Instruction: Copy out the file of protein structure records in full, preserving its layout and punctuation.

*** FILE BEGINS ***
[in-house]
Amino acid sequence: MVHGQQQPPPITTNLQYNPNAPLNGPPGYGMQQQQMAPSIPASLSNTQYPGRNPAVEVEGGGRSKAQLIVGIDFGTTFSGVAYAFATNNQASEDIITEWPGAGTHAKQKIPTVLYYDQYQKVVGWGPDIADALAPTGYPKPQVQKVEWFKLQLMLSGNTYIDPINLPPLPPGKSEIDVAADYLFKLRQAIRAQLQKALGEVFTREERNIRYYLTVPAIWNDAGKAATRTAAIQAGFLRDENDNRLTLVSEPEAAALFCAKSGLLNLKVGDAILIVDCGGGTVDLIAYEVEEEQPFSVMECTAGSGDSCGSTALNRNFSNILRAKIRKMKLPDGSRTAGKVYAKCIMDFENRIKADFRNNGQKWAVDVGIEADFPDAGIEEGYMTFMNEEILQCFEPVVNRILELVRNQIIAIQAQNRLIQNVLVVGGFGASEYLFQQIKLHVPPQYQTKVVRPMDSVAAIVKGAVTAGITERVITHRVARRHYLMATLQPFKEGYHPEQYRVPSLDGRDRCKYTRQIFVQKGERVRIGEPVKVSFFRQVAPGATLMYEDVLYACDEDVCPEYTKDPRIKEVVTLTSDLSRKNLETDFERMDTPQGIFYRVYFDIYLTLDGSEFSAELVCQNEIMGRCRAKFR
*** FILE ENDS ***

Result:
[in-house]
Amino acid sequence: MVHGQQQPPPITTNLQYNPNAPLNGPPGYGMQQQQMAPSIPASLSNTQYPGRNPAVEVEGGGRSKAQLIVGIDFGTTFSGVAYAFATNNQASEDIITEWPGAGTHAKQKIPTVLYYDQYQKVVGWGPDIADALAPTGYPKPQVQKVEWFKLQLMLSGNTYIDPINLPPLPPGKSEIDVAADYLFKLRQAIRAQLQKALGEVFTREERNIRYYLTVPAIWNDAGKAATRTAAIQAGFLRDENDNRLTLVSEPEAAALFCAKSGLLNLKVGDAILIVDCGGGTVDLIAYEVEEEQPFSVMECTAGSGDSCGSTALNRNFSNILRAKIRKMKLPDGSRTAGKVYAKCIMDFENRIKADFRNNGQKWAVDVGIEADFPDAGIEEGYMTFMNEEILQCFEPVVNRILELVRNQIIAIQAQNRLIQNVLVVGGFGASEYLFQQIKLHVPPQYQTKVVRPMDSVAAIVKGAVTAGITERVITHRVARRHYLMATLQPFKEGYHPEQYRVPSLDGRDRCKYTRQIFVQKGERVRIGEPVKVSFFRQVAPGATLMYEDVLYACDEDVCPEYTKDPRIKEVVTLTSDLSRKNLETDFERMDTPQGIFYRVYFDIYLTLDGSEFSAELVCQNEIMGRCRAKFR